Trump admin to expand fast-track returns of asylum seekers at southern border
It's the latest move by Homeland Security to restrict asylum claims.
The Trump administration is preparing to expand two controversial programs, which expedite the return of asylum seekers at the southern border.
Ken Cuccinelli, who serves as the acting deputy secretary of Homeland Security, told reporters Friday he expects the program to be operational along the entire border in early February.
The Prompt Asylum Claim Review (PACR) and the Humanitarian Asylum Review Process (HARP) started as pilot programs in 2019 and are designed to quickly return Mexican and Central American asylum seekers suspected of having invalid claims.
The ACLU sued in December to stop both programs, citing concerns that asylum seekers weren’t given access to legal counsel under the expedited time frame for their removal.
“In flagrant disregard for our laws, the Trump administration is now forcing asylum seekers to plead their case while trapped in horrific Border Patrol facilities purposefully designed as legal black holes where people are held without any meaningful way of getting help from a lawyer,” Andre Segura, legal director for the ACLU of Texas, said at the time.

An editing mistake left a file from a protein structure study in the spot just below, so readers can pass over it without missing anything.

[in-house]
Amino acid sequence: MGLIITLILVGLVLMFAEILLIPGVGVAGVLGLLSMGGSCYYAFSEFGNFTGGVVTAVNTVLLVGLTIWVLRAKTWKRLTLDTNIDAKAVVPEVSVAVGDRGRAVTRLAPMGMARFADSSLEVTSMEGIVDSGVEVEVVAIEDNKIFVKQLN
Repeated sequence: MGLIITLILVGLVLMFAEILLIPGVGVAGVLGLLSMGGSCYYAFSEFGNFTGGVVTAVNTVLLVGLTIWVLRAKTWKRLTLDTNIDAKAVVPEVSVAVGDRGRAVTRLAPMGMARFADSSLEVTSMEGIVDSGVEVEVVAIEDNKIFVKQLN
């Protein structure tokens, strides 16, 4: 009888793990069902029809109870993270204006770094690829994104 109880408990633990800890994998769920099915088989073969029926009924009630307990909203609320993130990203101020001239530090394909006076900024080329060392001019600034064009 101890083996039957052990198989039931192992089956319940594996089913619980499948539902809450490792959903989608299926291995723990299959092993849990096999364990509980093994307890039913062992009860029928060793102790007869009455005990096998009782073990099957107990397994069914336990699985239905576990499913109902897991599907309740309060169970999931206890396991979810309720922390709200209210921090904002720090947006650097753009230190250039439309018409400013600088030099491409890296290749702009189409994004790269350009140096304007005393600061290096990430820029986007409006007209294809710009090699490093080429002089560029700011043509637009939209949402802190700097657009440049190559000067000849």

Previously, asylum applicants apprehended by Border Patrol would be transferred to Immigration and Customs Enforcement custody for longer-term detention while authorities considered their claims.
The Trump administration has attempted a variety of policy maneuvers aimed at deterring migrants from initiating asylum requests at the border.
In July of last year, the Department of Homeland Security issued a new rule barring Central Americans arriving at the southern border from seeking asylum in the U.S. unless they had first applied for asylum elsewhere.
Following swift legal action from immigrant advocates, the policy was temporarily blocked before the Supreme Court issued a ruling allowing it to continue as legal challenges work their way through the courts. The administration is currently awaiting a decision from the 9th Circuit Court of appeals.